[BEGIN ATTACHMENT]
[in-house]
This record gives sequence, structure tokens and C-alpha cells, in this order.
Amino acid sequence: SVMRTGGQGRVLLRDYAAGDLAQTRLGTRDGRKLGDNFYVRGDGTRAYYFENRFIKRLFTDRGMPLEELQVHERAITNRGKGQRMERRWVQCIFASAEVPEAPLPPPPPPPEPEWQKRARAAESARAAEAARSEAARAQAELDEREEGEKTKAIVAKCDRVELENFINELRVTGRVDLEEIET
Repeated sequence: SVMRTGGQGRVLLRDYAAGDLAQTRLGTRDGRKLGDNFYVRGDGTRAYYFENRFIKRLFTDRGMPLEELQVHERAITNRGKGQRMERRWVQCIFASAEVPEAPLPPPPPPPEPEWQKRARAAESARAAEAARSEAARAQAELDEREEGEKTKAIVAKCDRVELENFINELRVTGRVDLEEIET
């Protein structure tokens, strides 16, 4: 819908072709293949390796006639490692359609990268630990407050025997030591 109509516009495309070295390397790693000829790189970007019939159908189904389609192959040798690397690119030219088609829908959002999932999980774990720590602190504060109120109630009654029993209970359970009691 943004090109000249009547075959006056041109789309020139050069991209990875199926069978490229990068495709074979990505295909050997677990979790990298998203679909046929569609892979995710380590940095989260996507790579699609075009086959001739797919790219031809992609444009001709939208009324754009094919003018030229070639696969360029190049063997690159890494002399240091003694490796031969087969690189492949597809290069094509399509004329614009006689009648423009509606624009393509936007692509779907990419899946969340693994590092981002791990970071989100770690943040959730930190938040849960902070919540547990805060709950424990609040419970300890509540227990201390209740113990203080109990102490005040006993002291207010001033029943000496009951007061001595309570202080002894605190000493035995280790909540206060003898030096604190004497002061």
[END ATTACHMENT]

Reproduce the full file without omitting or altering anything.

[in-house]
This record gives sequence, structure tokens and C-alpha cells, in this order.
Amino acid sequence: SVMRTGGQGRVLLRDYAAGDLAQTRLGTRDGRKLGDNFYVRGDGTRAYYFENRFIKRLFTDRGMPLEELQVHERAITNRGKGQRMERRWVQCIFASAEVPEAPLPPPPPPPEPEWQKRARAAESARAAEAARSEAARAQAELDEREEGEKTKAIVAKCDRVELENFINELRVTGRVDLEEIET
Repeated sequence: SVMRTGGQGRVLLRDYAAGDLAQTRLGTRDGRKLGDNFYVRGDGTRAYYFENRFIKRLFTDRGMPLEELQVHERAITNRGKGQRMERRWVQCIFASAEVPEAPLPPPPPPPEPEWQKRARAAESARAAEAARSEAARAQAELDEREEGEKTKAIVAKCDRVELENFINELRVTGRVDLEEIET
């Protein structure tokens, strides 16, 4: 819908072709293949390796006639490692359609990268630990407050025997030591 109509516009495309070295390397790693000829790189970007019939159908189904389609192959040798690397690119030219088609829908959002999932999980774990720590602190504060109120109630009654029993209970359970009691 943004090109000249009547075959006056041109789309020139050069991209990875199926069978490229990068495709074979990505295909050997677990979790990298998203679909046929569609892979995710380590940095989260996507790579699609075009086959001739797919790219031809992609444009001709939208009324754009094919003018030229070639696969360029190049063997690159890494002399240091003694490796031969087969690189492949597809290069094509399509004329614009006689009648423009509606624009393509936007692509779907990419899946969340693994590092981002791990970071989100770690943040959730930190938040849960902070919540547990805060709950424990609040419970300890509540227990201390209740113990203080109990102490005040006993002291207010001033029943000496009951007061001595309570202080002894605190000493035995280790909540206060003898030096604190004497002061």